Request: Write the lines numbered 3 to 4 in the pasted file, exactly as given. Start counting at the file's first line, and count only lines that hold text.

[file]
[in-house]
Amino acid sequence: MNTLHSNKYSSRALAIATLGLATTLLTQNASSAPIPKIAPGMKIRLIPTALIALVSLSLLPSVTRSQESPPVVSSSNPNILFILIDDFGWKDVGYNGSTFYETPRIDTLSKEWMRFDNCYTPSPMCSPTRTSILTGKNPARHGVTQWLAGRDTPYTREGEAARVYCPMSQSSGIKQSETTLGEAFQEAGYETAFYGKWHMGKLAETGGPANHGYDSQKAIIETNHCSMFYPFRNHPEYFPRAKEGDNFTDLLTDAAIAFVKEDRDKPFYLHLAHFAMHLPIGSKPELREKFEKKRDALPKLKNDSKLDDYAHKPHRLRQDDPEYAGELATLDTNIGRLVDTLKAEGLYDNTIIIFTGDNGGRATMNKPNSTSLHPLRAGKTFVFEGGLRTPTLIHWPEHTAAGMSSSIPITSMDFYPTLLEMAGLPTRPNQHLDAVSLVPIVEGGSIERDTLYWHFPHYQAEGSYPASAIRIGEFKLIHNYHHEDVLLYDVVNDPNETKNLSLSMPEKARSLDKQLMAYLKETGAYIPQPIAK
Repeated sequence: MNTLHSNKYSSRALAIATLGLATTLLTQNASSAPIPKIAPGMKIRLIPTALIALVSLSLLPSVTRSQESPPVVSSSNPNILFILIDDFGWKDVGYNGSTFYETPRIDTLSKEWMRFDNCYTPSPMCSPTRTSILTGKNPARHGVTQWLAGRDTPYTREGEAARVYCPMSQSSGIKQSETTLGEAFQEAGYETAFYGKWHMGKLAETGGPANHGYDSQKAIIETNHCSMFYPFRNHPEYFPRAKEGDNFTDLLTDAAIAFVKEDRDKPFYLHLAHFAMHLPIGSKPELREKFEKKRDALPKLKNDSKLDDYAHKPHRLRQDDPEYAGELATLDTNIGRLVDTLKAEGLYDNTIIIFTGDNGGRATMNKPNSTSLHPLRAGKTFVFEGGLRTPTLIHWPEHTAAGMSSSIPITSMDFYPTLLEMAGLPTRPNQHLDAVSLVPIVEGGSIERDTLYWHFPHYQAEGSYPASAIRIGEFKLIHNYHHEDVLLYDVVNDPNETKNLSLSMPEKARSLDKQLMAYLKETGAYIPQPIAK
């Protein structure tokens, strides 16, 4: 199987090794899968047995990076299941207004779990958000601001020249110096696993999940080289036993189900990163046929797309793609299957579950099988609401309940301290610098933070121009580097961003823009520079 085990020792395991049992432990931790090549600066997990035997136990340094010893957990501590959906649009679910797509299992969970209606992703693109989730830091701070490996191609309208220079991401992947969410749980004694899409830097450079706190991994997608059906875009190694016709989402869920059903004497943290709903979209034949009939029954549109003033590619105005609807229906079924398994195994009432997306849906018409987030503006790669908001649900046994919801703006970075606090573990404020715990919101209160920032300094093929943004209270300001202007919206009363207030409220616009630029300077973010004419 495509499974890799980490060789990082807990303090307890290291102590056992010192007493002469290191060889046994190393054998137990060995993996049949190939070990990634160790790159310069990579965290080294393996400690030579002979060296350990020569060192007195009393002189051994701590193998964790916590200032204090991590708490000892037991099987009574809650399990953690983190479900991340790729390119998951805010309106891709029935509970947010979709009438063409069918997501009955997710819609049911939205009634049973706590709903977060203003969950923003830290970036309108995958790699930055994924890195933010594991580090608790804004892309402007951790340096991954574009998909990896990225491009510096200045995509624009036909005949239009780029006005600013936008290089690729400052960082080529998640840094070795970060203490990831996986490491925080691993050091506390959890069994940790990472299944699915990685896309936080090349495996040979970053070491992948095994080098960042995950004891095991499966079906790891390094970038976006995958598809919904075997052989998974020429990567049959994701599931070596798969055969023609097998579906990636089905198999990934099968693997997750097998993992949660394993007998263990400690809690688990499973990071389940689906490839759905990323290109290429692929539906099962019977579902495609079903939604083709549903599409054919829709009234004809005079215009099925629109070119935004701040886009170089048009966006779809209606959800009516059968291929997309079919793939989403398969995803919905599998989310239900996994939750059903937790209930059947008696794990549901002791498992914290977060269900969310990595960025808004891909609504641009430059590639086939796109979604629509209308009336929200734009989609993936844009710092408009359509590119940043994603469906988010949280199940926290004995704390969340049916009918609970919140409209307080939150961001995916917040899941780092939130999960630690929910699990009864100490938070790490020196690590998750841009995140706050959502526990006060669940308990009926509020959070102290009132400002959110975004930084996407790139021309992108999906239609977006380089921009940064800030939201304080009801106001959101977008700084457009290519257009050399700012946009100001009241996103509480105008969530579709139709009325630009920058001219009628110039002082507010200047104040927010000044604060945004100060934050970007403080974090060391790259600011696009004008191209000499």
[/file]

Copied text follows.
Repeated sequence: MNTLHSNKYSSRALAIATLGLATTLLTQNASSAPIPKIAPGMKIRLIPTALIALVSLSLLPSVTRSQESPPVVSSSNPNILFILIDDFGWKDVGYNGSTFYETPRIDTLSKEWMRFDNCYTPSPMCSPTRTSILTGKNPARHGVTQWLAGRDTPYTREGEAARVYCPMSQSSGIKQSETTLGEAFQEAGYETAFYGKWHMGKLAETGGPANHGYDSQKAIIETNHCSMFYPFRNHPEYFPRAKEGDNFTDLLTDAAIAFVKEDRDKPFYLHLAHFAMHLPIGSKPELREKFEKKRDALPKLKNDSKLDDYAHKPHRLRQDDPEYAGELATLDTNIGRLVDTLKAEGLYDNTIIIFTGDNGGRATMNKPNSTSLHPLRAGKTFVFEGGLRTPTLIHWPEHTAAGMSSSIPITSMDFYPTLLEMAGLPTRPNQHLDAVSLVPIVEGGSIERDTLYWHFPHYQAEGSYPASAIRIGEFKLIHNYHHEDVLLYDVVNDPNETKNLSLSMPEKARSLDKQLMAYLKETGAYIPQPIAK
């Protein structure tokens, strides 16, 4: 199987090794899968047995990076299941207004779990958000601001020249110096696993999940080289036993189900990163046929797309793609299957579950099988609401309940301290610098933070121009580097961003823009520079 085990020792395991049992432990931790090549600066997990035997136990340094010893957990501590959906649009679910797509299992969970209606992703693109989730830091701070490996191609309208220079991401992947969410749980004694899409830097450079706190991994997608059906875009190694016709989402869920059903004497943290709903979209034949009939029954549109003033590619105005609807229906079924398994195994009432997306849906018409987030503006790669908001649900046994919801703006970075606090573990404020715990919101209160920032300094093929943004209270300001202007919206009363207030409220616009630029300077973010004419 495509499974890799980490060789990082807990303090307890290291102590056992010192007493002469290191060889046994190393054998137990060995993996049949190939070990990634160790790159310069990579965290080294393996400690030579002979060296350990020569060192007195009393002189051994701590193998964790916590200032204090991590708490000892037991099987009574809650399990953690983190479900991340790729390119998951805010309106891709029935509970947010979709009438063409069918997501009955997710819609049911939205009634049973706590709903977060203003969950923003830290970036309108995958790699930055994924890195933010594991580090608790804004892309402007951790340096991954574009998909990896990225491009510096200045995509624009036909005949239009780029006005600013936008290089690729400052960082080529998640840094070795970060203490990831996986490491925080691993050091506390959890069994940790990472299944699915990685896309936080090349495996040979970053070491992948095994080098960042995950004891095991499966079906790891390094970038976006995958598809919904075997052989998974020429990567049959994701599931070596798969055969023609097998579906990636089905198999990934099968693997997750097998993992949660394993007998263990400690809690688990499973990071389940689906490839759905990323290109290429692929539906099962019977579902495609079903939604083709549903599409054919829709009234004809005079215009099925629109070119935004701040886009170089048009966006779809209606959800009516059968291929997309079919793939989403398969995803919905599998989310239900996994939750059903937790209930059947008696794990549901002791498992914290977060269900969310990595960025808004891909609504641009430059590639086939796109979604629509209308009336929200734009989609993936844009710092408009359509590119940043994603469906988010949280199940926290004995704390969340049916009918609970919140409209307080939150961001995916917040899941780092939130999960630690929910699990009864100490938070790490020196690590998750841009995140706050959502526990006060669940308990009926509020959070102290009132400002959110975004930084996407790139021309992108999906239609977006380089921009940064800030939201304080009801106001959101977008700084457009290519257009050399700012946009100001009241996103509480105008969530579709139709009325630009920058001219009628110039002082507010200047104040927010000044604060945004100060934050970007403080974090060391790259600011696009004008191209000499």